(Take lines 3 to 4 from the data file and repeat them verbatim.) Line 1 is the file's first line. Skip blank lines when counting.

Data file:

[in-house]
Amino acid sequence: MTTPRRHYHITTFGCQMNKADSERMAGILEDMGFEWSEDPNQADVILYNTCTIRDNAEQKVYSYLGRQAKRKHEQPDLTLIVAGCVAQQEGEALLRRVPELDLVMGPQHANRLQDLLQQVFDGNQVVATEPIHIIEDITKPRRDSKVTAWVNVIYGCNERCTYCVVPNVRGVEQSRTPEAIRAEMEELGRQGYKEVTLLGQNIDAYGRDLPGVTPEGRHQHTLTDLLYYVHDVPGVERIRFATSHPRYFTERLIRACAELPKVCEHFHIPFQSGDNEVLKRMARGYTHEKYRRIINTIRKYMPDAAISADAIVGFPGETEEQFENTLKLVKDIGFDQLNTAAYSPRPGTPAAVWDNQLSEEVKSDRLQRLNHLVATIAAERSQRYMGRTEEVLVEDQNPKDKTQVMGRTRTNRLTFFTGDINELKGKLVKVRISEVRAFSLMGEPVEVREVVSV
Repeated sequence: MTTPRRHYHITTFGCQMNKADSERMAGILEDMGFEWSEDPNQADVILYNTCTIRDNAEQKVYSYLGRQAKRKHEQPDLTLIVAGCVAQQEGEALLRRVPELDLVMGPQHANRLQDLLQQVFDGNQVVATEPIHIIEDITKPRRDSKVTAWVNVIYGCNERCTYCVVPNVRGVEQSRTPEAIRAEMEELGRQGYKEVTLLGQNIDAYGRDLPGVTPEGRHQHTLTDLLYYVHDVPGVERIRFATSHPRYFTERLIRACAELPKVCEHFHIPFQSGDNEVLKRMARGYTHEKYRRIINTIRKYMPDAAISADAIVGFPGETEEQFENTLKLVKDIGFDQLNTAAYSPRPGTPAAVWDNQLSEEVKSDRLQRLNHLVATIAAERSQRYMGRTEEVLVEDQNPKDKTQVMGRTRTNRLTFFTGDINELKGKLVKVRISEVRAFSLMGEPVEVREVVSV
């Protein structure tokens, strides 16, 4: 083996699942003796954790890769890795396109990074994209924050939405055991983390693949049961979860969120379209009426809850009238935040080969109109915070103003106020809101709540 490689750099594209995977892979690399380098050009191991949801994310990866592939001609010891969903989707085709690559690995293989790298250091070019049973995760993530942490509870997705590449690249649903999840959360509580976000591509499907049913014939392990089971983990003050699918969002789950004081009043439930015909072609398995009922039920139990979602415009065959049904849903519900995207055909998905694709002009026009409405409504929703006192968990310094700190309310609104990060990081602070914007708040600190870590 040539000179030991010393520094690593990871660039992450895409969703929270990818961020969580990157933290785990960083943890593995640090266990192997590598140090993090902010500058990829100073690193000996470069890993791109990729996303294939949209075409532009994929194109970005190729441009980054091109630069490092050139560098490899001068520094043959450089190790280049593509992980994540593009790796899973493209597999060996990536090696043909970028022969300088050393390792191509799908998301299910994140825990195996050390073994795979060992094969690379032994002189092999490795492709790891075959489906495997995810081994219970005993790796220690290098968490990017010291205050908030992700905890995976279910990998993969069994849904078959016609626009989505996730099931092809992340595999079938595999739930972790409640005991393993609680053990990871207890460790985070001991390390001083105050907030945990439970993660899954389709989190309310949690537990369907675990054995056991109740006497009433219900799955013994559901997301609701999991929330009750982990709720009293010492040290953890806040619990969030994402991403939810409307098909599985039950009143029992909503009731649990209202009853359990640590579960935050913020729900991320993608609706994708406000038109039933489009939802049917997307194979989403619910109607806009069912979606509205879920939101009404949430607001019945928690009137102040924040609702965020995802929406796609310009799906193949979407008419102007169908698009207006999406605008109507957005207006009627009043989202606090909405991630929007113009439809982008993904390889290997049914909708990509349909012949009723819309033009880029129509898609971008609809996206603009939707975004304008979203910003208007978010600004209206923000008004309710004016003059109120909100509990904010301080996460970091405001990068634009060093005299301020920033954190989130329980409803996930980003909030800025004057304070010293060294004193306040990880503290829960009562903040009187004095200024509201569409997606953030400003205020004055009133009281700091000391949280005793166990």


Repeated sequence: MTTPRRHYHITTFGCQMNKADSERMAGILEDMGFEWSEDPNQADVILYNTCTIRDNAEQKVYSYLGRQAKRKHEQPDLTLIVAGCVAQQEGEALLRRVPELDLVMGPQHANRLQDLLQQVFDGNQVVATEPIHIIEDITKPRRDSKVTAWVNVIYGCNERCTYCVVPNVRGVEQSRTPEAIRAEMEELGRQGYKEVTLLGQNIDAYGRDLPGVTPEGRHQHTLTDLLYYVHDVPGVERIRFATSHPRYFTERLIRACAELPKVCEHFHIPFQSGDNEVLKRMARGYTHEKYRRIINTIRKYMPDAAISADAIVGFPGETEEQFENTLKLVKDIGFDQLNTAAYSPRPGTPAAVWDNQLSEEVKSDRLQRLNHLVATIAAERSQRYMGRTEEVLVEDQNPKDKTQVMGRTRTNRLTFFTGDINELKGKLVKVRISEVRAFSLMGEPVEVREVVSV
């Protein structure tokens, strides 16, 4: 083996699942003796954790890769890795396109990074994209924050939405055991983390693949049961979860969120379209009426809850009238935040080969109109915070103003106020809101709540 490689750099594209995977892979690399380098050009191991949801994310990866592939001609010891969903989707085709690559690995293989790298250091070019049973995760993530942490509870997705590449690249649903999840959360509580976000591509499907049913014939392990089971983990003050699918969002789950004081009043439930015909072609398995009922039920139990979602415009065959049904849903519900995207055909998905694709002009026009409405409504929703006192968990310094700190309310609104990060990081602070914007708040600190870590 040539000179030991010393520094690593990871660039992450895409969703929270990818961020969580990157933290785990960083943890593995640090266990192997590598140090993090902010500058990829100073690193000996470069890993791109990729996303294939949209075409532009994929194109970005190729441009980054091109630069490092050139560098490899001068520094043959450089190790280049593509992980994540593009790796899973493209597999060996990536090696043909970028022969300088050393390792191509799908998301299910994140825990195996050390073994795979060992094969690379032994002189092999490795492709790891075959489906495997995810081994219970005993790796220690290098968490990017010291205050908030992700905890995976279910990998993969069994849904078959016609626009989505996730099931092809992340595999079938595999739930972790409640005991393993609680053990990871207890460790985070001991390390001083105050907030945990439970993660899954389709989190309310949690537990369907675990054995056991109740006497009433219900799955013994559901997301609701999991929330009750982990709720009293010492040290953890806040619990969030994402991403939810409307098909599985039950009143029992909503009731649990209202009853359990640590579960935050913020729900991320993608609706994708406000038109039933489009939802049917997307194979989403619910109607806009069912979606509205879920939101009404949430607001019945928690009137102040924040609702965020995802929406796609310009799906193949979407008419102007169908698009207006999406605008109507957005207006009627009043989202606090909405991630929007113009439809982008993904390889290997049914909708990509349909012949009723819309033009880029129509898609971008609809996206603009939707975004304008979203910003208007978010600004209206923000008004309710004016003059109120909100509990904010301080996460970091405001990068634009060093005299301020920033954190989130329980409803996930980003909030800025004057304070010293060294004193306040990880503290829960009562903040009187004095200024509201569409997606953030400003205020004055009133009281700091000391949280005793166990």